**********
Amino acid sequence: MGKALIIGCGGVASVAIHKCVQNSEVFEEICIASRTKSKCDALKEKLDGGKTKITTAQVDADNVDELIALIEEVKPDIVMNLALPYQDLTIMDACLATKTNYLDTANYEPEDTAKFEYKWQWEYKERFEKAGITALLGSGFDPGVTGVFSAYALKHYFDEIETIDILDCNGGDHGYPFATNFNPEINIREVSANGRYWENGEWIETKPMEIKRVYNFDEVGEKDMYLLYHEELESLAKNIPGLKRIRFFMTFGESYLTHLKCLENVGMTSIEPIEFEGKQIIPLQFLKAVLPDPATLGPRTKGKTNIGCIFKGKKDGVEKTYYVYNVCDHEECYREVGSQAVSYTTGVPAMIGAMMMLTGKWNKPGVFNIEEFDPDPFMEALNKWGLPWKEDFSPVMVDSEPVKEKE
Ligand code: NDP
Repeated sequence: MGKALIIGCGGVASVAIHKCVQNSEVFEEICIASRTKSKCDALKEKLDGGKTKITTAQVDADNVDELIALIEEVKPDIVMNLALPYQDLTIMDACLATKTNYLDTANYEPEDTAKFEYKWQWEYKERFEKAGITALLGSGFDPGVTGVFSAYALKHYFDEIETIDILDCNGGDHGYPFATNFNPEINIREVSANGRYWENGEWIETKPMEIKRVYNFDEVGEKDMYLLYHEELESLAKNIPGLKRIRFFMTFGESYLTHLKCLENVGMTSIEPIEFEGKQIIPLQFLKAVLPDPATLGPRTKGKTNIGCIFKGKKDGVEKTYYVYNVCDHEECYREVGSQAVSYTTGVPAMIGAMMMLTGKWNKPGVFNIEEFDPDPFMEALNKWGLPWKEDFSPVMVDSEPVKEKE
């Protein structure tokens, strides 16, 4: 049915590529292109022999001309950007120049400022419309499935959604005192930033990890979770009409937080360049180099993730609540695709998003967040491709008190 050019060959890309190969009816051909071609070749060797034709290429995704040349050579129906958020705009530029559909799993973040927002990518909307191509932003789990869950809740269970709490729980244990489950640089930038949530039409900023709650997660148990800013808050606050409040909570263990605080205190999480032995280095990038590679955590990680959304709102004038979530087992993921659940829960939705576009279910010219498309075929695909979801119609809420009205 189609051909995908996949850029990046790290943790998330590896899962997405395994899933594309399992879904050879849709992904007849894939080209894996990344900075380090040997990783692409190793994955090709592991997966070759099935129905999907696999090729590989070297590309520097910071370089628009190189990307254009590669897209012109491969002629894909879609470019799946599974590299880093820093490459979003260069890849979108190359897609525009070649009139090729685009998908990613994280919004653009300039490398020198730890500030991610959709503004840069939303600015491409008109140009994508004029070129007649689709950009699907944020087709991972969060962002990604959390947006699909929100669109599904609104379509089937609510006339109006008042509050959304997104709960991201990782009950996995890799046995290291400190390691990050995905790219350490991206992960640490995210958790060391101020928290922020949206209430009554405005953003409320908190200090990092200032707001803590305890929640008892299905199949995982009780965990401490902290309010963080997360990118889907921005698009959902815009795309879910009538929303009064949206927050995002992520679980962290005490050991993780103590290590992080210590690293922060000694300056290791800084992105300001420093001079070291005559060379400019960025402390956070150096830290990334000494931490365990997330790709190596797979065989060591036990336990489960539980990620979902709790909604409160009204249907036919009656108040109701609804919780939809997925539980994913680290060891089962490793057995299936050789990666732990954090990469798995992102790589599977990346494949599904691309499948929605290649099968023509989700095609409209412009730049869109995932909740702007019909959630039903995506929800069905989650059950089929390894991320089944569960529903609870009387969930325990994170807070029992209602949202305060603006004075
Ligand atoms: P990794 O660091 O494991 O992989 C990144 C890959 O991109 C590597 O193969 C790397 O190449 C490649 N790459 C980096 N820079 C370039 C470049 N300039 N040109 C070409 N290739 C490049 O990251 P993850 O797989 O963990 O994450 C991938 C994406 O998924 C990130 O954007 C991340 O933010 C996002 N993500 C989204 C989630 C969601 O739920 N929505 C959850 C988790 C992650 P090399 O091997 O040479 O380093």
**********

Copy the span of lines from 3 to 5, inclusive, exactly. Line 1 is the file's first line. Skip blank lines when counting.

Repeated sequence: MGKALIIGCGGVASVAIHKCVQNSEVFEEICIASRTKSKCDALKEKLDGGKTKITTAQVDADNVDELIALIEEVKPDIVMNLALPYQDLTIMDACLATKTNYLDTANYEPEDTAKFEYKWQWEYKERFEKAGITALLGSGFDPGVTGVFSAYALKHYFDEIETIDILDCNGGDHGYPFATNFNPEINIREVSANGRYWENGEWIETKPMEIKRVYNFDEVGEKDMYLLYHEELESLAKNIPGLKRIRFFMTFGESYLTHLKCLENVGMTSIEPIEFEGKQIIPLQFLKAVLPDPATLGPRTKGKTNIGCIFKGKKDGVEKTYYVYNVCDHEECYREVGSQAVSYTTGVPAMIGAMMMLTGKWNKPGVFNIEEFDPDPFMEALNKWGLPWKEDFSPVMVDSEPVKEKE
């Protein structure tokens, strides 16, 4: 049915590529292109022999001309950007120049400022419309499935959604005192930033990890979770009409937080360049180099993730609540695709998003967040491709008190 050019060959890309190969009816051909071609070749060797034709290429995704040349050579129906958020705009530029559909799993973040927002990518909307191509932003789990869950809740269970709490729980244990489950640089930038949530039409900023709650997660148990800013808050606050409040909570263990605080205190999480032995280095990038590679955590990680959304709102004038979530087992993921659940829960939705576009279910010219498309075929695909979801119609809420009205 189609051909995908996949850029990046790290943790998330590896899962997405395994899933594309399992879904050879849709992904007849894939080209894996990344900075380090040997990783692409190793994955090709592991997966070759099935129905999907696999090729590989070297590309520097910071370089628009190189990307254009590669897209012109491969002629894909879609470019799946599974590299880093820093490459979003260069890849979108190359897609525009070649009139090729685009998908990613994280919004653009300039490398020198730890500030991610959709503004840069939303600015491409008109140009994508004029070129007649689709950009699907944020087709991972969060962002990604959390947006699909929100669109599904609104379509089937609510006339109006008042509050959304997104709960991201990782009950996995890799046995290291400190390691990050995905790219350490991206992960640490995210958790060391101020928290922020949206209430009554405005953003409320908190200090990092200032707001803590305890929640008892299905199949995982009780965990401490902290309010963080997360990118889907921005698009959902815009795309879910009538929303009064949206927050995002992520679980962290005490050991993780103590290590992080210590690293922060000694300056290791800084992105300001420093001079070291005559060379400019960025402390956070150096830290990334000494931490365990997330790709190596797979065989060591036990336990489960539980990620979902709790909604409160009204249907036919009656108040109701609804919780939809997925539980994913680290060891089962490793057995299936050789990666732990954090990469798995992102790589599977990346494949599904691309499948929605290649099968023509989700095609409209412009730049869109995932909740702007019909959630039903995506929800069905989650059950089929390894991320089944569960529903609870009387969930325990994170807070029992209602949202305060603006004075
Ligand atoms: P990794 O660091 O494991 O992989 C990144 C890959 O991109 C590597 O193969 C790397 O190449 C490649 N790459 C980096 N820079 C370039 C470049 N300039 N040109 C070409 N290739 C490049 O990251 P993850 O797989 O963990 O994450 C991938 C994406 O998924 C990130 O954007 C991340 O933010 C996002 N993500 C989204 C989630 C969601 O739920 N929505 C959850 C988790 C992650 P090399 O091997 O040479 O380093």